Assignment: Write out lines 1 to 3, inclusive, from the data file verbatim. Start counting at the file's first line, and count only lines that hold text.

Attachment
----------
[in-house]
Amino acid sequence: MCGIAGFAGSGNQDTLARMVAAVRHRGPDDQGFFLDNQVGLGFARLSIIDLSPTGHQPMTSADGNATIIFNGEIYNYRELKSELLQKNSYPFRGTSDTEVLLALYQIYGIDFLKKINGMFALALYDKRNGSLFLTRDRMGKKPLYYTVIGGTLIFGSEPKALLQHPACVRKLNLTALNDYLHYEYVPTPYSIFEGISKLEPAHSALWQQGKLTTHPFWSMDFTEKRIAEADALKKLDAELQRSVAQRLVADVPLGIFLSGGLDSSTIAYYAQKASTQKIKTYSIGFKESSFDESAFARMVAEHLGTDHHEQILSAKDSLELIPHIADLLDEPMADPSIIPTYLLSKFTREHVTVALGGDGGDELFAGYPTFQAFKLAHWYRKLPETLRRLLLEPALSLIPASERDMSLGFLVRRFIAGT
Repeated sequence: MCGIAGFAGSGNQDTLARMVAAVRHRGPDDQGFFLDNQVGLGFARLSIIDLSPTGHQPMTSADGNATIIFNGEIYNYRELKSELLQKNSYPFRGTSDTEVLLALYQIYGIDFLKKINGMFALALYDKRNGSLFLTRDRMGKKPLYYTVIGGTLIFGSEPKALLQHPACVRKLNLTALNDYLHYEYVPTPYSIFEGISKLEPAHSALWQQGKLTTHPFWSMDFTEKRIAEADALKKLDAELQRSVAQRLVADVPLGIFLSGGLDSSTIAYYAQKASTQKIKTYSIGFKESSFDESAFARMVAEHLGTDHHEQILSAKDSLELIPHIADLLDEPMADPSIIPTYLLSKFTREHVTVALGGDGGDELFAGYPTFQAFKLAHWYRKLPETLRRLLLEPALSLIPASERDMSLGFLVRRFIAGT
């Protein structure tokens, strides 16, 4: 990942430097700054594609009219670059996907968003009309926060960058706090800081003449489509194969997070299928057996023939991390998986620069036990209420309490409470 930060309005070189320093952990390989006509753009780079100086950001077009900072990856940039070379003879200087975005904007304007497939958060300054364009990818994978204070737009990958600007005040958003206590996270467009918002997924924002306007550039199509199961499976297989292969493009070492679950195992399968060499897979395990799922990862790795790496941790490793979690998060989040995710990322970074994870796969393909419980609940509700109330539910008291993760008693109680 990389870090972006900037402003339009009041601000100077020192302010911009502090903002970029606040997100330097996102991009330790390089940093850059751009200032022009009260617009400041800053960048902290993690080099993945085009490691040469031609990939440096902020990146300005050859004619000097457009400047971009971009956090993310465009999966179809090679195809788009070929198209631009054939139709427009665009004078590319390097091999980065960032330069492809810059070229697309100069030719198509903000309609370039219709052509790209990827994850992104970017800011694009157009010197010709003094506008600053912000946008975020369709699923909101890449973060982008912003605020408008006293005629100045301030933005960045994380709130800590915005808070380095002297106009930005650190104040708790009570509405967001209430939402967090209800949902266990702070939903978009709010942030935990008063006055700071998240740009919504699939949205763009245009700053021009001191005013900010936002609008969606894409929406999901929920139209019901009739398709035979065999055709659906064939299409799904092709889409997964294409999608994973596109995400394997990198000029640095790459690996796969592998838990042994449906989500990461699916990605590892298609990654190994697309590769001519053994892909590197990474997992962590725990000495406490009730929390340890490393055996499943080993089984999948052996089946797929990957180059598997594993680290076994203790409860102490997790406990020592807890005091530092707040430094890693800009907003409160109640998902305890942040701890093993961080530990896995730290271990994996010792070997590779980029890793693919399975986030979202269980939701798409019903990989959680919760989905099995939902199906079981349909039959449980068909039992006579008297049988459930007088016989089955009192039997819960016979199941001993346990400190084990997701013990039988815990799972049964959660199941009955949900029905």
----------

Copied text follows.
[in-house]
Amino acid sequence: MCGIAGFAGSGNQDTLARMVAAVRHRGPDDQGFFLDNQVGLGFARLSIIDLSPTGHQPMTSADGNATIIFNGEIYNYRELKSELLQKNSYPFRGTSDTEVLLALYQIYGIDFLKKINGMFALALYDKRNGSLFLTRDRMGKKPLYYTVIGGTLIFGSEPKALLQHPACVRKLNLTALNDYLHYEYVPTPYSIFEGISKLEPAHSALWQQGKLTTHPFWSMDFTEKRIAEADALKKLDAELQRSVAQRLVADVPLGIFLSGGLDSSTIAYYAQKASTQKIKTYSIGFKESSFDESAFARMVAEHLGTDHHEQILSAKDSLELIPHIADLLDEPMADPSIIPTYLLSKFTREHVTVALGGDGGDELFAGYPTFQAFKLAHWYRKLPETLRRLLLEPALSLIPASERDMSLGFLVRRFIAGT
Repeated sequence: MCGIAGFAGSGNQDTLARMVAAVRHRGPDDQGFFLDNQVGLGFARLSIIDLSPTGHQPMTSADGNATIIFNGEIYNYRELKSELLQKNSYPFRGTSDTEVLLALYQIYGIDFLKKINGMFALALYDKRNGSLFLTRDRMGKKPLYYTVIGGTLIFGSEPKALLQHPACVRKLNLTALNDYLHYEYVPTPYSIFEGISKLEPAHSALWQQGKLTTHPFWSMDFTEKRIAEADALKKLDAELQRSVAQRLVADVPLGIFLSGGLDSSTIAYYAQKASTQKIKTYSIGFKESSFDESAFARMVAEHLGTDHHEQILSAKDSLELIPHIADLLDEPMADPSIIPTYLLSKFTREHVTVALGGDGGDELFAGYPTFQAFKLAHWYRKLPETLRRLLLEPALSLIPASERDMSLGFLVRRFIAGT